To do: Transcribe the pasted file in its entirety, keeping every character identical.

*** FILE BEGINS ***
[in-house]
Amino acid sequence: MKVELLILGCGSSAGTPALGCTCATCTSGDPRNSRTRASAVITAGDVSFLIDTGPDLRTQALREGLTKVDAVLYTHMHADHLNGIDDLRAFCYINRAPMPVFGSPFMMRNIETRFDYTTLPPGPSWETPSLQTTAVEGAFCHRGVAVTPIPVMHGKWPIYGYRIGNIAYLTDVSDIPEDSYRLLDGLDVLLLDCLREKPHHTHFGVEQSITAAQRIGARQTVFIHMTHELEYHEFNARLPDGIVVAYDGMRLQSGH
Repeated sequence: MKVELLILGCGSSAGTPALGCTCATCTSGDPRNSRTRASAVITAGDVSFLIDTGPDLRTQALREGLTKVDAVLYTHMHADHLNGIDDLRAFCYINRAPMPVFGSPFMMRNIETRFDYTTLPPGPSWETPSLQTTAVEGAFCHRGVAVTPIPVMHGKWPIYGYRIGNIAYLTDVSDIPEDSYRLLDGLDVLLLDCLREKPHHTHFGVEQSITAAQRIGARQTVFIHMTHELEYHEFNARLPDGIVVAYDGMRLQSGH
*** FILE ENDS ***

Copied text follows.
[in-house]
Amino acid sequence: MKVELLILGCGSSAGTPALGCTCATCTSGDPRNSRTRASAVITAGDVSFLIDTGPDLRTQALREGLTKVDAVLYTHMHADHLNGIDDLRAFCYINRAPMPVFGSPFMMRNIETRFDYTTLPPGPSWETPSLQTTAVEGAFCHRGVAVTPIPVMHGKWPIYGYRIGNIAYLTDVSDIPEDSYRLLDGLDVLLLDCLREKPHHTHFGVEQSITAAQRIGARQTVFIHMTHELEYHEFNARLPDGIVVAYDGMRLQSGH
Repeated sequence: MKVELLILGCGSSAGTPALGCTCATCTSGDPRNSRTRASAVITAGDVSFLIDTGPDLRTQALREGLTKVDAVLYTHMHADHLNGIDDLRAFCYINRAPMPVFGSPFMMRNIETRFDYTTLPPGPSWETPSLQTTAVEGAFCHRGVAVTPIPVMHGKWPIYGYRIGNIAYLTDVSDIPEDSYRLLDGLDVLLLDCLREKPHHTHFGVEQSITAAQRIGARQTVFIHMTHELEYHEFNARLPDGIVVAYDGMRLQSGH